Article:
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style="background: #F8EABA; text-align: center;" colspan="2" Inositol triphosphate
CAS number 85166-31-0
PubChem 55310
Molecular formula C6H15O15P3
Molar mass 420.096
style="background: #F8EABA; text-align: center;" colspan="2" Except where noted otherwise, data are given for
materials in their standard state
(at 25 °C, 100 kPa)

Infobox disclaimer and references

Inositol trisphosphate or inositol 1,4,5-trisphosphate (also commonly known as triphosphoinositol; abbreviated InsP3 or IP3), together with diacylglycerol, is a second messenger molecule used in signal transduction in biological cells. It is made by hydrolysis of phosphatidylinositol 4,5-bisphosphate (PIP2), a phospholipid that is located in the plasma membrane, by phospholipase C.

Its main functions are to mobilize Ca2+ from storage organelles and to regulate cell proliferation and other cellular reactions. For example, in the fruit fly Drosophila, InsP3 is used for intracellular transduction of light recognition in eye cells.

In smooth muscle cells, IP3 binds to and activates the InsP3 receptor on the membrane of the sarcoplasmic reticulum (SR) opens a calcium channel, resulting in the release of Ca2+ into the sarcoplasm[1]. This increase in Ca2+ activates the ryanodine receptor-operated channel on the SR, leading to a further increase in the Ca2+ concentration in the muscle cell, resulting in the contraction of the muscle cell[2].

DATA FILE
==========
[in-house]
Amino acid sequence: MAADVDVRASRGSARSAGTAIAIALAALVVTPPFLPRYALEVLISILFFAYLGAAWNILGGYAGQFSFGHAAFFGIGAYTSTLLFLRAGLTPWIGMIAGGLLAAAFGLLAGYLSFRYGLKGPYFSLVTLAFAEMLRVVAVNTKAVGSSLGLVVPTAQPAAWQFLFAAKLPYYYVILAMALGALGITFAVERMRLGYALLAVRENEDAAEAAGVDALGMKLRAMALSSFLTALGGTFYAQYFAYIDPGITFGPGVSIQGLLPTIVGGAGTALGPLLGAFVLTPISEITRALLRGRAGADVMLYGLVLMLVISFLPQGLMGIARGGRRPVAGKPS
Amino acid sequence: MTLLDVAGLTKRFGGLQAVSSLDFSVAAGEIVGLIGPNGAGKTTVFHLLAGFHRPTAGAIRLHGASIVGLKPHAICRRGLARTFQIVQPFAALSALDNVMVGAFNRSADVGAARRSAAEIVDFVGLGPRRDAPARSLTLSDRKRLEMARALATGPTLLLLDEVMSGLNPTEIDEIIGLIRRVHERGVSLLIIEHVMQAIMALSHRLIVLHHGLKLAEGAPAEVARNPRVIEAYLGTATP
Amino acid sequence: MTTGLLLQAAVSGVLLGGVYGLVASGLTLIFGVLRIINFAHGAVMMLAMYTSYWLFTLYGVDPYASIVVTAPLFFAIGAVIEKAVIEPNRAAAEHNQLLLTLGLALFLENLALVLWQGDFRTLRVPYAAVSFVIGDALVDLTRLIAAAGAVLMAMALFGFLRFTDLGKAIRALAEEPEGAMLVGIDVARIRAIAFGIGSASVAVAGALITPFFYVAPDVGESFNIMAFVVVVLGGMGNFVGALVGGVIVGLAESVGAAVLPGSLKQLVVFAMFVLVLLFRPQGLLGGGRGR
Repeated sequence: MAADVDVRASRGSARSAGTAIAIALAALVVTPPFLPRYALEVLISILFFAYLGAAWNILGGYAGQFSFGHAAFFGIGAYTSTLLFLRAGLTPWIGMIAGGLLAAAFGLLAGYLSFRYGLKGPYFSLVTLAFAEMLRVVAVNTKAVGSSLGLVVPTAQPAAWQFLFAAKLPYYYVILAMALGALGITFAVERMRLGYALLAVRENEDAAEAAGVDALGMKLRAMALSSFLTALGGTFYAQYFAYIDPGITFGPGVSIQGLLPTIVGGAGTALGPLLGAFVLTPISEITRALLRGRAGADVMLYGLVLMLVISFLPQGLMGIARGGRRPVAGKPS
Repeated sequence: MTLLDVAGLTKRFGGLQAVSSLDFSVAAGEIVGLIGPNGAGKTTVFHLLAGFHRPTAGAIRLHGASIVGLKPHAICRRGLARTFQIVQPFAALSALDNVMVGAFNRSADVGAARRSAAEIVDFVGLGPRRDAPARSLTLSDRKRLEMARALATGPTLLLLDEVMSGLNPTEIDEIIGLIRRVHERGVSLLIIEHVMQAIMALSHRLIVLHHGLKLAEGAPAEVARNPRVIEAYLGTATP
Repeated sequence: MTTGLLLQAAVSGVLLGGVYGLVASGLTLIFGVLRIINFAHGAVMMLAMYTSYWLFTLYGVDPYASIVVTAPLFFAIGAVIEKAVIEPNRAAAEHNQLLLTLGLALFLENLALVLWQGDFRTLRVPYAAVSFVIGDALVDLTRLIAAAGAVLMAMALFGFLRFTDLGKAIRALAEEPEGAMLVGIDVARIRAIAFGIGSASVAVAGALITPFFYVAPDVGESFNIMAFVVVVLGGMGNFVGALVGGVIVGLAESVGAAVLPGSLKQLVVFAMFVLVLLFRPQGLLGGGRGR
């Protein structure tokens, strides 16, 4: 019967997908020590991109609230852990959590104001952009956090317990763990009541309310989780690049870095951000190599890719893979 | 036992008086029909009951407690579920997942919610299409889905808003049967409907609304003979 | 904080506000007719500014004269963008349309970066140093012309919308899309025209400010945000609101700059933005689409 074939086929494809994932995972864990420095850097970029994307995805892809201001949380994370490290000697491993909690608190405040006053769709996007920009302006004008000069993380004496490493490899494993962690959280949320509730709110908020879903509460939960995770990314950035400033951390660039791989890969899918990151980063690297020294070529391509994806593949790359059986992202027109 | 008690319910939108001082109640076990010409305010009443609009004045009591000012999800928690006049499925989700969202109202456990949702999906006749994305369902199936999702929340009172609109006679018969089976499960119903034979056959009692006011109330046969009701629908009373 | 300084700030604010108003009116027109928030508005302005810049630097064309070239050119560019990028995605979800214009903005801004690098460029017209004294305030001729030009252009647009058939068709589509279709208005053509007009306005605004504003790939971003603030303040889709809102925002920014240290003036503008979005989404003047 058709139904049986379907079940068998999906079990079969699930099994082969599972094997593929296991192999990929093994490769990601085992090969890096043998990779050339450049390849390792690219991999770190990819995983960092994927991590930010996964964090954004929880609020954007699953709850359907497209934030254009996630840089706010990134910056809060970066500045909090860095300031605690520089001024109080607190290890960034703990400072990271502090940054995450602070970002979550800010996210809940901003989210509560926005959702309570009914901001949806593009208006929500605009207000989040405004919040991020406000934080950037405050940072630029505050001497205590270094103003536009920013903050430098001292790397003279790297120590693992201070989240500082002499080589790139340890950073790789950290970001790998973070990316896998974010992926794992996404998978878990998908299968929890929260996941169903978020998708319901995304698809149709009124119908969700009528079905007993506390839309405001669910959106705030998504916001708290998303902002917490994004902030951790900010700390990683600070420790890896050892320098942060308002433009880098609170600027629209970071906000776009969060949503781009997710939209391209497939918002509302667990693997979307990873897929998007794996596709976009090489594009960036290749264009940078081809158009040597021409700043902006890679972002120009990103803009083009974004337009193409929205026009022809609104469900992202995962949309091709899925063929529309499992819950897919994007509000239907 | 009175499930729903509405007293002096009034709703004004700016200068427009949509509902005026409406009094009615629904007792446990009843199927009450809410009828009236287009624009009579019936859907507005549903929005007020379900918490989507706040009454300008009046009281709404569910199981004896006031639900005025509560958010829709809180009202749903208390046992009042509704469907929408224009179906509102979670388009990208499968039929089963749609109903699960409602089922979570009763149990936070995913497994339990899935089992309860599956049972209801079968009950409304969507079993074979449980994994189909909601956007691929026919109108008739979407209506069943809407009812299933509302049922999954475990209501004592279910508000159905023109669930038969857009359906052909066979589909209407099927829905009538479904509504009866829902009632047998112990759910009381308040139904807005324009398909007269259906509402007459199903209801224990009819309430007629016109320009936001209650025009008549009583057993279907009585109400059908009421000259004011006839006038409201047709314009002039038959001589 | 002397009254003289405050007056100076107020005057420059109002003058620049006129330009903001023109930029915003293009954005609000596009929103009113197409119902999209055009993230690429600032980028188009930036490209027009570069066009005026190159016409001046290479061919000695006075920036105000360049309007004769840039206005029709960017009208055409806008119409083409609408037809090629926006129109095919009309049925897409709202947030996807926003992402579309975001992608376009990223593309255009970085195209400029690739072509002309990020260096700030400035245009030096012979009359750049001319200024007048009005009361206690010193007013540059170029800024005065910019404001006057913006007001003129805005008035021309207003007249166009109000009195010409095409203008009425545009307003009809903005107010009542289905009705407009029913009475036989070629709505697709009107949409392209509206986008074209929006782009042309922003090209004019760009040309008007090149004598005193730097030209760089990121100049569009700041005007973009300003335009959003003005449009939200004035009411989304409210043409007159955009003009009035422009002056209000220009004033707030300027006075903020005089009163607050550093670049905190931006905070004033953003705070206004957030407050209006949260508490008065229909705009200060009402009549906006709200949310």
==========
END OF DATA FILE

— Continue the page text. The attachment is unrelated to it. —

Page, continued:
Inositol tetra-, penta-, and hexa-phosphates have been implicated in gene expression by Shen[3] and Steger[4] (both in Science Magazine).

See also

External links


  1. Ferris CD, Snyder SH. IP3 receptors. Ligand-activated calcium channels in multiple forms. Adv Second Messenger Phosphoprotein Res. 1992;26:95-107. PMID 1329896
  2. Somlyo AP, Somlyo AV. Signal transduction and regulation in smooth muscle. Nature. 1994 Nov 17;372(6503):231-6. PMID 7969467
  3. Shen X, et al. Modulation of ATP-dependent chromatin-remodeling complexes by inositol polyphosphates. Science. 2003 Jan 3;299(5603):112-4. PMID 12434013
  4. Steger DJ, et al. Regulation of chromatin remodeling by inositol polyphosphates. Science. 2003 Jan 3;299(5603):114-6. PMID 12434012


pl:Trifosforan inozytolu
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